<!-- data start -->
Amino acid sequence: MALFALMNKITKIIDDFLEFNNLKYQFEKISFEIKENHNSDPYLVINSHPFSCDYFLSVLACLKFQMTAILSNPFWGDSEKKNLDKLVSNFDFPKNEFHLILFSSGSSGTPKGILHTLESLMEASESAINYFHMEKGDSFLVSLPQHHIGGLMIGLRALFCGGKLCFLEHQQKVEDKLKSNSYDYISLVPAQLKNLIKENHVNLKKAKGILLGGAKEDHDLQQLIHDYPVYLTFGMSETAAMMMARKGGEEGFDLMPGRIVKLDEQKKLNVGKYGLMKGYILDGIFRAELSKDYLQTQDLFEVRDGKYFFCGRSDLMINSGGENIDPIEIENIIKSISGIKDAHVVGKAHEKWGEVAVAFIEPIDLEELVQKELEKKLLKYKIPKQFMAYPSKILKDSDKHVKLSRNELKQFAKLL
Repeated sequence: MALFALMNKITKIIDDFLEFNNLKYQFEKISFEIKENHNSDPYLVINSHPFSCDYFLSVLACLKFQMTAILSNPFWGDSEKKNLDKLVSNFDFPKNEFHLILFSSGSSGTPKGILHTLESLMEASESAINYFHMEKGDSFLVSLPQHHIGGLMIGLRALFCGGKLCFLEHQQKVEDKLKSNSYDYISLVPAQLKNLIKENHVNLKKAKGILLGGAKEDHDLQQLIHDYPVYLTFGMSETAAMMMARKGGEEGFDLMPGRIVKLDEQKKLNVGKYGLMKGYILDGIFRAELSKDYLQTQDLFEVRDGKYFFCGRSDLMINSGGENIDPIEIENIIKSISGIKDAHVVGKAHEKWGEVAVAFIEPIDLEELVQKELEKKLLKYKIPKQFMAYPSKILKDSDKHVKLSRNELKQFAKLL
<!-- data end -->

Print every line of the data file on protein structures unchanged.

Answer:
Amino acid sequence: MALFALMNKITKIIDDFLEFNNLKYQFEKISFEIKENHNSDPYLVINSHPFSCDYFLSVLACLKFQMTAILSNPFWGDSEKKNLDKLVSNFDFPKNEFHLILFSSGSSGTPKGILHTLESLMEASESAINYFHMEKGDSFLVSLPQHHIGGLMIGLRALFCGGKLCFLEHQQKVEDKLKSNSYDYISLVPAQLKNLIKENHVNLKKAKGILLGGAKEDHDLQQLIHDYPVYLTFGMSETAAMMMARKGGEEGFDLMPGRIVKLDEQKKLNVGKYGLMKGYILDGIFRAELSKDYLQTQDLFEVRDGKYFFCGRSDLMINSGGENIDPIEIENIIKSISGIKDAHVVGKAHEKWGEVAVAFIEPIDLEELVQKELEKKLLKYKIPKQFMAYPSKILKDSDKHVKLSRNELKQFAKLL
Repeated sequence: MALFALMNKITKIIDDFLEFNNLKYQFEKISFEIKENHNSDPYLVINSHPFSCDYFLSVLACLKFQMTAILSNPFWGDSEKKNLDKLVSNFDFPKNEFHLILFSSGSSGTPKGILHTLESLMEASESAINYFHMEKGDSFLVSLPQHHIGGLMIGLRALFCGGKLCFLEHQQKVEDKLKSNSYDYISLVPAQLKNLIKENHVNLKKAKGILLGGAKEDHDLQQLIHDYPVYLTFGMSETAAMMMARKGGEEGFDLMPGRIVKLDEQKKLNVGKYGLMKGYILDGIFRAELSKDYLQTQDLFEVRDGKYFFCGRSDLMINSGGENIDPIEIENIIKSISGIKDAHVVGKAHEKWGEVAVAFIEPIDLEELVQKELEKKLLKYKIPKQFMAYPSKILKDSDKHVKLSRNELKQFAKLL